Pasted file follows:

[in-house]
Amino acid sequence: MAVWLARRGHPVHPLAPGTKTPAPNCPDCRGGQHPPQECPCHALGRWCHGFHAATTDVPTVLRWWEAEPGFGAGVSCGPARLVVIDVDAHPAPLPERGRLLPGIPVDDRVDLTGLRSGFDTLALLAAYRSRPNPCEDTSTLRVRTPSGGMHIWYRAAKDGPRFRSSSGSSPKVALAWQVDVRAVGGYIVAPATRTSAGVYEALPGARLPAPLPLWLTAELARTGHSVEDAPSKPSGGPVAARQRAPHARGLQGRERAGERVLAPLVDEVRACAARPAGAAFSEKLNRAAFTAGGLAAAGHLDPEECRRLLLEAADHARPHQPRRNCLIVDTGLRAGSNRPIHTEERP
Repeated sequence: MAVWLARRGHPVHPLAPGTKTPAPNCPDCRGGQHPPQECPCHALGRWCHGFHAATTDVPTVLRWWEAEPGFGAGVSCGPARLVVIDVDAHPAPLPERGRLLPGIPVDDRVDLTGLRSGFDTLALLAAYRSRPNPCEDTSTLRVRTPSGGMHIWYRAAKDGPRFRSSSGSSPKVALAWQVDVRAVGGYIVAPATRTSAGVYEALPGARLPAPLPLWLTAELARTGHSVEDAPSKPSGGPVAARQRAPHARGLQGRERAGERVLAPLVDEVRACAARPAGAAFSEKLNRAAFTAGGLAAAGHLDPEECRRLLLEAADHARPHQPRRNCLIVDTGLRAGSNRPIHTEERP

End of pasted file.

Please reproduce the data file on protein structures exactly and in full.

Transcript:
[in-house]
Amino acid sequence: MAVWLARRGHPVHPLAPGTKTPAPNCPDCRGGQHPPQECPCHALGRWCHGFHAATTDVPTVLRWWEAEPGFGAGVSCGPARLVVIDVDAHPAPLPERGRLLPGIPVDDRVDLTGLRSGFDTLALLAAYRSRPNPCEDTSTLRVRTPSGGMHIWYRAAKDGPRFRSSSGSSPKVALAWQVDVRAVGGYIVAPATRTSAGVYEALPGARLPAPLPLWLTAELARTGHSVEDAPSKPSGGPVAARQRAPHARGLQGRERAGERVLAPLVDEVRACAARPAGAAFSEKLNRAAFTAGGLAAAGHLDPEECRRLLLEAADHARPHQPRRNCLIVDTGLRAGSNRPIHTEERP
Repeated sequence: MAVWLARRGHPVHPLAPGTKTPAPNCPDCRGGQHPPQECPCHALGRWCHGFHAATTDVPTVLRWWEAEPGFGAGVSCGPARLVVIDVDAHPAPLPERGRLLPGIPVDDRVDLTGLRSGFDTLALLAAYRSRPNPCEDTSTLRVRTPSGGMHIWYRAAKDGPRFRSSSGSSPKVALAWQVDVRAVGGYIVAPATRTSAGVYEALPGARLPAPLPLWLTAELARTGHSVEDAPSKPSGGPVAARQRAPHARGLQGRERAGERVLAPLVDEVRACAARPAGAAFSEKLNRAAFTAGGLAAAGHLDPEECRRLLLEAADHARPHQPRRNCLIVDTGLRAGSNRPIHTEERP